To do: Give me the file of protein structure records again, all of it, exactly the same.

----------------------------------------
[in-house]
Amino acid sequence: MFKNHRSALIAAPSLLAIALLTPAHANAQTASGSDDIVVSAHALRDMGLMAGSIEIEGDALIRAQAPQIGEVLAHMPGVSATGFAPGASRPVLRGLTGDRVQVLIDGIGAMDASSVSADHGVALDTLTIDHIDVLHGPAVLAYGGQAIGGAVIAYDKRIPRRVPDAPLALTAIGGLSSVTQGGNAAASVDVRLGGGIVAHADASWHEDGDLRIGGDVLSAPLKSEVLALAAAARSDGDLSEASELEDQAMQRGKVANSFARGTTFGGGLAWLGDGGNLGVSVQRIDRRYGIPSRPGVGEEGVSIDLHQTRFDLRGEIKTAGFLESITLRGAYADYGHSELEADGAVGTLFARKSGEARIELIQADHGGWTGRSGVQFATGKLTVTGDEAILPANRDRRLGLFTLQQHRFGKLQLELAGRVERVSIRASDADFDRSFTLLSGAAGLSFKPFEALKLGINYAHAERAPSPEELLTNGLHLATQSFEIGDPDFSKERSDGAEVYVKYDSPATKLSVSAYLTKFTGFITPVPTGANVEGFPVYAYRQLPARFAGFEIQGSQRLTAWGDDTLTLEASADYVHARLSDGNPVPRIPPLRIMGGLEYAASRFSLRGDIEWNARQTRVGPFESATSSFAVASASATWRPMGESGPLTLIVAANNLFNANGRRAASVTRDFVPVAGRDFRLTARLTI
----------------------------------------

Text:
[in-house]
Amino acid sequence: MFKNHRSALIAAPSLLAIALLTPAHANAQTASGSDDIVVSAHALRDMGLMAGSIEIEGDALIRAQAPQIGEVLAHMPGVSATGFAPGASRPVLRGLTGDRVQVLIDGIGAMDASSVSADHGVALDTLTIDHIDVLHGPAVLAYGGQAIGGAVIAYDKRIPRRVPDAPLALTAIGGLSSVTQGGNAAASVDVRLGGGIVAHADASWHEDGDLRIGGDVLSAPLKSEVLALAAAARSDGDLSEASELEDQAMQRGKVANSFARGTTFGGGLAWLGDGGNLGVSVQRIDRRYGIPSRPGVGEEGVSIDLHQTRFDLRGEIKTAGFLESITLRGAYADYGHSELEADGAVGTLFARKSGEARIELIQADHGGWTGRSGVQFATGKLTVTGDEAILPANRDRRLGLFTLQQHRFGKLQLELAGRVERVSIRASDADFDRSFTLLSGAAGLSFKPFEALKLGINYAHAERAPSPEELLTNGLHLATQSFEIGDPDFSKERSDGAEVYVKYDSPATKLSVSAYLTKFTGFITPVPTGANVEGFPVYAYRQLPARFAGFEIQGSQRLTAWGDDTLTLEASADYVHARLSDGNPVPRIPPLRIMGGLEYAASRFSLRGDIEWNARQTRVGPFESATSSFAVASASATWRPMGESGPLTLIVAANNLFNANGRRAASVTRDFVPVAGRDFRLTARLTI